How a Film About Female Serial Killers, Podcasting, and Lesbian Bachelorette Parties Became an Indie Favorite

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Sheila Vand and Ingrid Jungermann in "Women Who Kill."
Sheila Vand and Ingrid Jungermann in "Women Who Kill."

Morgan and Jean are your typical Brooklyn couple: They’re broken up but still live together, there’s a twee boat model displayed above their mantel, they host a podcast in their living room, they wear Army green. They’re also enthralled with female serial killers and suspect that Morgan’s new girlfriend might have killed several women, one of whom they believe she may have buried on the roof garden of their neighborhood co-op. But hey, we’ve all been there, right?

The couple is the centerpiece of Ingrid Jungermann’s first feature-length film, Women Who Kill, a dark comedy that investigates a small sampling of female serial killers in history, while also telling the story of Morgan’s inability to be truly vulnerable in relationships. Somewhere in there, the merits of Prospect Park’s gaggle of swans is debated, and bean-flicking is used as a devastating heckle at a lesbian’s softball game.

Sewed into the film’s hyper-specific lining — one that gently parodies a certain kind of Brooklyn lifestyle à la Portlandia or Girls — is a very universal feeling. As Morgan becomes more and more convinced her girlfriend is a serial killer, she retreats. Like all of us, Jungermann’s character is terrified not just of getting murdered, but of letting herself love. And sometimes, those feelings can be one and the same.

So how did lesbian bachelor parties, a fingernail-clipping serial killer, podcasting, and the baby-filled minutiae of Park Slope, Brooklyn, become such a beloved Tribeca Film Festival favorite already? Sure, New Yorkers love to see well-done parodies of themselves (Larry David as Bernie Sanders), but Women Who Kill is not just a movie that stabs at New York’s heart with a pair of nail clippers.

Its mostly female cast is imperfect and not pandering, and the issues Jungermann tackles range from the huge — should we empathize with women who kill? — to minuscule. The film’s writing is funny and curt. If we’re going to start talking about women, we may as well show us the way we really are. Women Who Kill manages to transcend the former norms to do just that.

On the phone on Tuesday, Jungermann suggested the reason Women Who Kill was connecting to her audience: “Weirdly enough the more specific you are, the more universal you can be. You put the work in.” The director wasn’t interested in spoon-feeding her audience with an expected narrative. “The more specific [the film], the more the voice of the filmmaker is there. You can get to know me as a person and what’s important to me.”

Jungermann insisted that although all the moving parts contribute to the humor of the story, the real focus is Morgan’s fear of commitment and intimacy. Aren’t the first few months of a relationship a little like potentially learning you’re dating a murderer?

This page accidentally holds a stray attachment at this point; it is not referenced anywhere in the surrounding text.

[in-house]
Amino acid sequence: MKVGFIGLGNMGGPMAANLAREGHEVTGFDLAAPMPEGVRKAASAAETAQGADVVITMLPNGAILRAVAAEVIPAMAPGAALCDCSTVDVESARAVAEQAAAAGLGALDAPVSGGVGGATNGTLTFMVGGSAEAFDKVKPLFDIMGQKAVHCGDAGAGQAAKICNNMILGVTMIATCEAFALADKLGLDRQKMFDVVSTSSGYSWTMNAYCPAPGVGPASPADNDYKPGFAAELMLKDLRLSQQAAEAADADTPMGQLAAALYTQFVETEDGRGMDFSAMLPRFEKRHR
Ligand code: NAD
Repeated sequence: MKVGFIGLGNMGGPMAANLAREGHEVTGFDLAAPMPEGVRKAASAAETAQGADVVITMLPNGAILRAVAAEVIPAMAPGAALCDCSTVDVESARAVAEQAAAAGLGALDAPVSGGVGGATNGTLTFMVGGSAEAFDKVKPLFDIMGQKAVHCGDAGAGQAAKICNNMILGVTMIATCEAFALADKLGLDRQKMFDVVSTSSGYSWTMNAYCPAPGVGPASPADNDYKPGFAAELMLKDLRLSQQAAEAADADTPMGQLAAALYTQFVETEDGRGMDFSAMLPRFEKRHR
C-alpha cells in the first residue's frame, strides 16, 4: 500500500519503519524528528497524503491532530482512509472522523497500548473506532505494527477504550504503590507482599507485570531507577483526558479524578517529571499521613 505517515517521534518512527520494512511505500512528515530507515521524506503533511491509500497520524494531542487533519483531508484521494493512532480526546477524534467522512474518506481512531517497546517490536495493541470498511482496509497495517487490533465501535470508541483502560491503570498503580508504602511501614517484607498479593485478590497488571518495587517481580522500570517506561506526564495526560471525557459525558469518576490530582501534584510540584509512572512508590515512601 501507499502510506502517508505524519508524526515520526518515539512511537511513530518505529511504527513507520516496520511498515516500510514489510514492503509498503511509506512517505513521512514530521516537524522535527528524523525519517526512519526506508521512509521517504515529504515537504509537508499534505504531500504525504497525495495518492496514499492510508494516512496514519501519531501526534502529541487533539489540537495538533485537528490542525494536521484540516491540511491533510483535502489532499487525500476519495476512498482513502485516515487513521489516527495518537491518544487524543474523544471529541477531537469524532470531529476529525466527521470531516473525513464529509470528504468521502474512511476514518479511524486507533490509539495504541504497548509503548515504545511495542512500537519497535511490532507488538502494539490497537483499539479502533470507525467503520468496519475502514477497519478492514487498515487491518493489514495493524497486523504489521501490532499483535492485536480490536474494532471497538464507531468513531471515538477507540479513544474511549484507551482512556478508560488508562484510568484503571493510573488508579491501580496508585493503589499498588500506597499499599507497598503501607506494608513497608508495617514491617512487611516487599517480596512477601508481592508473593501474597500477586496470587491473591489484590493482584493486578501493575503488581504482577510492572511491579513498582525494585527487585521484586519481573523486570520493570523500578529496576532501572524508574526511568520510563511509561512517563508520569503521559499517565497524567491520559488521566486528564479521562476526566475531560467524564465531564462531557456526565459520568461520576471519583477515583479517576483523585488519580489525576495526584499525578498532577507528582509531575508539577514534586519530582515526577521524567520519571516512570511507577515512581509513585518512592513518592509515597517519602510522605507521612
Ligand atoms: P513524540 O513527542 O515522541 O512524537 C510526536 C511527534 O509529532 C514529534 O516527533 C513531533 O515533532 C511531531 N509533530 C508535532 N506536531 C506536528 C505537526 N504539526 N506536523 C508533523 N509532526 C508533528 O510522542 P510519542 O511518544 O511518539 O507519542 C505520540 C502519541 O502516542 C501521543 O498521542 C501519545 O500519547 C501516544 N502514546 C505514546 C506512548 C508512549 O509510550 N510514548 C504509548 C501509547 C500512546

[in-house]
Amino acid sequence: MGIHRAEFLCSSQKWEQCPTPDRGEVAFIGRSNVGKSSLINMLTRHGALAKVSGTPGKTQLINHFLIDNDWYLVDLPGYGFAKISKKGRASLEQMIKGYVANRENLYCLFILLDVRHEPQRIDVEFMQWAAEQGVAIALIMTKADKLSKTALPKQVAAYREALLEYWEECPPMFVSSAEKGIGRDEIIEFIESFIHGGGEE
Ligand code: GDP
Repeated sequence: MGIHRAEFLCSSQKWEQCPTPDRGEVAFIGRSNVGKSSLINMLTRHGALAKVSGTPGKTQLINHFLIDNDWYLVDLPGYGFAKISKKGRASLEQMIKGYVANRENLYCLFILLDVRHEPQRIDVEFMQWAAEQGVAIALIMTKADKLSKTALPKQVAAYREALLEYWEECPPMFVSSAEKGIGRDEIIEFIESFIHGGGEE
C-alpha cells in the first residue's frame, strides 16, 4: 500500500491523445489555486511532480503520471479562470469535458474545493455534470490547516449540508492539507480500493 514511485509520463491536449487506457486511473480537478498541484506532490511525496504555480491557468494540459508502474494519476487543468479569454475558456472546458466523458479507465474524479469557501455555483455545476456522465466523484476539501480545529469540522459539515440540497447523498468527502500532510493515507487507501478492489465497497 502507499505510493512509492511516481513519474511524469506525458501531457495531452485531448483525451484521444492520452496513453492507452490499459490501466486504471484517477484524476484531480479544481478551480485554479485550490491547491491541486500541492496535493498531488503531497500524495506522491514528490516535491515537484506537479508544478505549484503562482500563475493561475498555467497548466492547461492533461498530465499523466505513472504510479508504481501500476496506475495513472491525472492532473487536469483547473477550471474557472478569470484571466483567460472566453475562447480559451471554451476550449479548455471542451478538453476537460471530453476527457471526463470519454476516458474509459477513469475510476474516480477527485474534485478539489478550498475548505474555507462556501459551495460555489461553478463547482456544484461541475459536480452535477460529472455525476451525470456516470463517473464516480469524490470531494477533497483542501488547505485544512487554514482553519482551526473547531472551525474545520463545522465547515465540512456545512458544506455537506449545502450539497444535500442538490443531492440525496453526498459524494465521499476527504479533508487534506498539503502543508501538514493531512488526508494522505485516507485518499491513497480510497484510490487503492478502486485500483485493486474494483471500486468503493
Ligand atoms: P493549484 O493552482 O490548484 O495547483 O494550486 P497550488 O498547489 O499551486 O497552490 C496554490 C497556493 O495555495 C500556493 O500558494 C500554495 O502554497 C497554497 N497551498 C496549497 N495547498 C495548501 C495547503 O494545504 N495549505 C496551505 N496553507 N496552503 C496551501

“I wrote this to process certain things, my issues with intimacy and vulnerability,” she explained. Interestingly, this is similar to the theory about why women are the biggest consumers of crime novels and TV shows: Seeing our fears play out in real time is a remarkable catharsis. “I didn’t want to make a personal film where I’m making audiences sit through my process. I wanted to hide it in a genre that was fun comedy-murder-mystery thing.”

The couple’s podcast is, to use a tired expression, slightly problematic: After all, Morgan and Jean glamorize women who have committed horrific acts of violence. In the opening scene, they rate them by hotness. But Women Who Kill finds humor in the idea that sometimes we’re like this, forgiving all of us for the darkness we possess.

“In a weird way, [women serial killers] represent something that not a lot of women do,” she explained. “Women, we’re taught from a very young age what we’re supposed to be like. ‘This is a way to sit and talk.’ We’re very much not supposed to take up space. I literally was taught to sit with my legs together.”

But making a movie about women serial killers is Jungermann’s attempt at subverting that idea. “We really have to crawl out of this idea that we are secondary. I think part of that is when we see women who are doing things that we aren’t supposed to be doing, we’re really drawn to that. The more women we see who are a little bit different, [the more] we’re seeing that we don’t have to subscribe to these ridiculous rules.” Female murderers count, too.

“It’s a time where we can see ourselves in our a darker light. We are equally as imperfect [as men] and equally powerful.”